You are currently browsing the monthly archive for April 2010.

(a poem mostly cribbed from the writing of Hogan, at Redstate, as a followup to Epistemic Closure)

I frankly don’t know,
Don’t know,
Conscience, conservative, statistic, number.

Correct or not:
Goldwater, Reagan,

The facts were in the ballpark,
The principles were
Timeless and correct.

The facts were in the ballpark.
I have read.
Good book,
Good citations,
Good facts.

In the ballpark.


The New York Times discovers the perils of military powerpoint:

Gen. Stanley A. McChrystal, the leader of American and NATO forces in Afghanistan, was shown a PowerPoint slide in Kabul last summer that was meant to portray the complexity of American military strategy, but looked more like a bowl of spaghetti.

“When we understand that slide, we’ll have won the war,” General McChrystal dryly remarked, one of his advisers recalled, as the room erupted in laughter.


Those types of PowerPoint presentations, Dr. Hammes said, are known as “hypnotizing chickens.”

Way ahead of you, oh paper of record.

Some tiresome shite about religion below the fold.
Read the rest of this entry »

I’m so happy we can now add “epistemic closure” to the list of terms that have both a technical meaning in philosophy and a different meaning in popular conversation. Much hilarity results from imagining Jonah Goldberg muttering “I know I have hands. I know that if I have hands, I must not be a brain in a vat…but I don’t know I’m not a brain in a vat! Dammit!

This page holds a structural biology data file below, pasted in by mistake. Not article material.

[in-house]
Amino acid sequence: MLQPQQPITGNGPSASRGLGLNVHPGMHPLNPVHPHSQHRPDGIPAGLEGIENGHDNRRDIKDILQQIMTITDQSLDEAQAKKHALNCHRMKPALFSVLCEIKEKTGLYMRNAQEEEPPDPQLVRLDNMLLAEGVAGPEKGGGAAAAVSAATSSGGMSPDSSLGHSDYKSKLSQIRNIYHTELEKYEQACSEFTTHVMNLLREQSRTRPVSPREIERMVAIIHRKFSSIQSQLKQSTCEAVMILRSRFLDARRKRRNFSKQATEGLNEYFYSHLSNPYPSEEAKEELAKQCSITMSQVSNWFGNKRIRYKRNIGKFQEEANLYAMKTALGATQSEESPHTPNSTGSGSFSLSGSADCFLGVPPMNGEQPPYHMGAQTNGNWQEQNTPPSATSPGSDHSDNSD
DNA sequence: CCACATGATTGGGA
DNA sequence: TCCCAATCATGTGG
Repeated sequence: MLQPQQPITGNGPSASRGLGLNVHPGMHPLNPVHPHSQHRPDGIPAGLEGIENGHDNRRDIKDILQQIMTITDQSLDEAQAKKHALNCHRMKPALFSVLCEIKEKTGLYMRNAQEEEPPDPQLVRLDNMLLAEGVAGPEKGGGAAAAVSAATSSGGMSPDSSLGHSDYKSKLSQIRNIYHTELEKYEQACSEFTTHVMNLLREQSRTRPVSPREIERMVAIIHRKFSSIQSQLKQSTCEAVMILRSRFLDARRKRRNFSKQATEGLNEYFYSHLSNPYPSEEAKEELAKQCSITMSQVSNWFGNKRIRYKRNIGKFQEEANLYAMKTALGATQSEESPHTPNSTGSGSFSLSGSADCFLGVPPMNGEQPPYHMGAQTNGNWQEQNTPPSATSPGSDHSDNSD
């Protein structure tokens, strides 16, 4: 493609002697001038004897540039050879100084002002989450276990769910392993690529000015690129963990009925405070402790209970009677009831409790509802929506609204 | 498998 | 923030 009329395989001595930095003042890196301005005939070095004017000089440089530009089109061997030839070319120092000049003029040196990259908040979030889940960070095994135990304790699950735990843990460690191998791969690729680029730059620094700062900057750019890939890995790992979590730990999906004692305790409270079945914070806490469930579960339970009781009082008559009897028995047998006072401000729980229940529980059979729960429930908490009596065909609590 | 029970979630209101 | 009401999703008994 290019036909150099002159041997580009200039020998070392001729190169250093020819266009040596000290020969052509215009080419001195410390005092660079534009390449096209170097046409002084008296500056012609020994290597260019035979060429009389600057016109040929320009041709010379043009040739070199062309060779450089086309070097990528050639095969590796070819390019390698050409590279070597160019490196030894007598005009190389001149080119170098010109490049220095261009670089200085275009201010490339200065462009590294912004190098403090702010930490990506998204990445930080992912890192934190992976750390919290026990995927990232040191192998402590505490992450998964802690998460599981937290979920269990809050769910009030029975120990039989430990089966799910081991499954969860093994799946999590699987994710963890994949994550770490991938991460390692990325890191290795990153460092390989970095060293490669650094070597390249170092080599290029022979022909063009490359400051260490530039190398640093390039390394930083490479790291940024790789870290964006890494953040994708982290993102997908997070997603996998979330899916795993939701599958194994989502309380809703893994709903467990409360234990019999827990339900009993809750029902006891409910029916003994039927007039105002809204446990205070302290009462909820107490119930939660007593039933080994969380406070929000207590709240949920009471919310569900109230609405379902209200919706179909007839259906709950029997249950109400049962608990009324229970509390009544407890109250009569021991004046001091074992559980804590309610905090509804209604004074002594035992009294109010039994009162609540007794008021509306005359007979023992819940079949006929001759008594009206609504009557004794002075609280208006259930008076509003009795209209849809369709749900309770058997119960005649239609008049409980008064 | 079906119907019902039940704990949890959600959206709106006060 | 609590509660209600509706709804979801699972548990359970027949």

In addition to the recent Military History Carnival hosted at EotAW, links to past versions of the Carnival can be found here.

When students have asked me about Stephen Ambrose and using his books for research papers, until recently, I’ve laid out the plagiarism issues with his later works, and warned against using them. His early works, I told them, seem reasonably reliable, but they should retain a residual wariness of them. This sometimes sounded overly harsh; condemning a man’s life work for later failings. I wish it had been:

Nonfiction writers who succumb to the temptations of phantom scholarship are a burgeoning breed these days, although most stop short of fabricating interviews with Presidents. But Stephen Ambrose, who, at the time of his death, in 2002, was America’s most famous and popular historian, appears to have done just that.